News Round Up In-Brief
- Immigration and Customs Enforcement announced on December 21 that in fiscal year 2012, it deported 409,849 individuals, an all-time record high. In the same period, ICE audited a record number of companies for undocumented immigrants on their payrolls.
- Also in its year-end press release, ICE announced new “immigration hold” guidelines that aim to focus mainly on targeting serious criminals for detention. However, the memo states that mere “illegal entry” to the U.S. can justify a detainer.
- Colorlines.com reported that between July 1, 2010 and September 30, 2012, ICE deported nearly 205,000 parents of U.S. citizen children, comprising 23 percent of all deportations.
- The New York Times expressed optimism about the Obama Administration and ICE’s new detainer policies. Though ICE was already operating under a policy of “prosecutorial discretion,” it had outsourced much of its “discretion” to local police outfits through the Secure Communities program, which the new policy could remedy.
- An amnesty program for undocumented immigrants seems more politically favored now than in previous reform efforts.
- Representative Trey Gowdy (R-SC), described as “hawkish” on immigration issues and an opponent of the Obama administration’s deferred action decisions, was recently selected to chair the House Subcommittee on Immigration and Border Security.
- In Alabama, four cousins from Honduras have pled guilty to “immigration fraud” but plan to seek asylum in the U.S., on grounds that their lives will be threatened by a criminal gang in Honduras.
- At the end of this year, ICE plans to scale back the 287(g) program, which authorized local police to act as immigration authorities. However, the Secure Communities program that began in 2009 may take its place. There are rumors that cities whose 287(g) agreements concern “jails” rather than task forces, such as Farmers Branch, Texas, will not be affected by the scale-back, and ICE continues to receive occasional applications to instate new 287(g) programs.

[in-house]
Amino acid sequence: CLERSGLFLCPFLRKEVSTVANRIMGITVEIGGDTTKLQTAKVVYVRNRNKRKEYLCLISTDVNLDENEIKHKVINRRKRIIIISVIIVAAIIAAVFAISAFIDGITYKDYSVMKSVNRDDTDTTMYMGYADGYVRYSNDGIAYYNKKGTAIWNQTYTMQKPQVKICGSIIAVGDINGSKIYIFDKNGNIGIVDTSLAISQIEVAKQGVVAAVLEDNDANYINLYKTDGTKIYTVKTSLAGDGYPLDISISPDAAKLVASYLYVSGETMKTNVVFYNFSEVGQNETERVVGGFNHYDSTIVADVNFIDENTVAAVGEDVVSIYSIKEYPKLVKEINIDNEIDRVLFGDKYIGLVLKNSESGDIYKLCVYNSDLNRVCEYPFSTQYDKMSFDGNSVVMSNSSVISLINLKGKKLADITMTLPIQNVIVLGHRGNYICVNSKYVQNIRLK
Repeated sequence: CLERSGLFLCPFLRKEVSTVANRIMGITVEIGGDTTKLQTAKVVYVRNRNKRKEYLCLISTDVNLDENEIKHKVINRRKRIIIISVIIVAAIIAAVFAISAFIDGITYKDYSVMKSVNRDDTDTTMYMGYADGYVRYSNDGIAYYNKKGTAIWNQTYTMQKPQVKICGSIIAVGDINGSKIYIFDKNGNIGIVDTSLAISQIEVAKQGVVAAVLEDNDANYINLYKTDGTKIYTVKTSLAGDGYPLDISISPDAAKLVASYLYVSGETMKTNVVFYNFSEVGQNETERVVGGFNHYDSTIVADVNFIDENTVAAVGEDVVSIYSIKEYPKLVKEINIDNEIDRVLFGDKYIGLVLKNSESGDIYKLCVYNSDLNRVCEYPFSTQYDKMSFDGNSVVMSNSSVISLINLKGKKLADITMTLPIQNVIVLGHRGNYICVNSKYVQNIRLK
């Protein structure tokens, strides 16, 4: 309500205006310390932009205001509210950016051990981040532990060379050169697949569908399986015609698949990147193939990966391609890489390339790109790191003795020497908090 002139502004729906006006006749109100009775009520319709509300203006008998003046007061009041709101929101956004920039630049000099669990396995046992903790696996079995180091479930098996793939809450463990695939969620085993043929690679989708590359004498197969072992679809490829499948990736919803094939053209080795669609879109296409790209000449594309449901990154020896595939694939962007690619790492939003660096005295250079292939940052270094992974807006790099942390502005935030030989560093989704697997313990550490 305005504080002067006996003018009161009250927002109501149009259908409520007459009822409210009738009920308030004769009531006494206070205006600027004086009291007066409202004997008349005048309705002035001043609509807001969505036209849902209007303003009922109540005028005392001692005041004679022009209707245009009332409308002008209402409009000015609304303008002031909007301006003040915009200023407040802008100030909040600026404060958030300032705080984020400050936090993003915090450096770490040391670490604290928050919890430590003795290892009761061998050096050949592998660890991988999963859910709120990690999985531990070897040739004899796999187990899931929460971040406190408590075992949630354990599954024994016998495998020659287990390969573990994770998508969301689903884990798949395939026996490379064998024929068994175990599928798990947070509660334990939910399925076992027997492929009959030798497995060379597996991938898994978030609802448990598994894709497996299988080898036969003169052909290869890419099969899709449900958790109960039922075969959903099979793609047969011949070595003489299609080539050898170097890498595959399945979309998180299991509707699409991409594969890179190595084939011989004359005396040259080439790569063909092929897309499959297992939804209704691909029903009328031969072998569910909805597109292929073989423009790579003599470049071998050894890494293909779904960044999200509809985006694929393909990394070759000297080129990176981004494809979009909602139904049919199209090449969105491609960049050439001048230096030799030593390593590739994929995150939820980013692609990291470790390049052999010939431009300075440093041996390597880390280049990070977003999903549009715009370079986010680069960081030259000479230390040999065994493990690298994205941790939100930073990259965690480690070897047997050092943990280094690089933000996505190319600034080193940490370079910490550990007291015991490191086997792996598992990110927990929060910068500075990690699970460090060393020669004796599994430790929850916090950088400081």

- In a Los Angeles Times op-ed, Peter Skerry suggested that the U.S. should offer undocumented immigrant workers “mere legalization” without citizenship. Readers responded with concerns about a plan that denies full citizenship, including that such a plan could create a permanent underclass.
- Eighteen men who were attempting to migrate from Turkey to Greece without documents died when their boat capsized in the Aegean Sea, as this frequented route into Europe continues to claim lives.
- Asylum claimants in Italy face extremely long waiting lists, restricted travel, and scarce refugee assistance, leaving many recognized refugees to fend for their own health and survival in shantytowns.
- The December part special issue of Social Science and Medicine is devoted to studies of place, migration, and health.
In December, the ACLU reported on the U.S.’s compliance with the International Covenant on Civil and Political Rights, before the United Nations Human Rights Committee. It recommended the end of both the 287(g) program and the Secure Communities program, the passage of the End Racial Profiling Act, and federal opposition to local and state anti-immigrant laws. The full report can be downloaded here.
Prepared by Rachel Stonecipher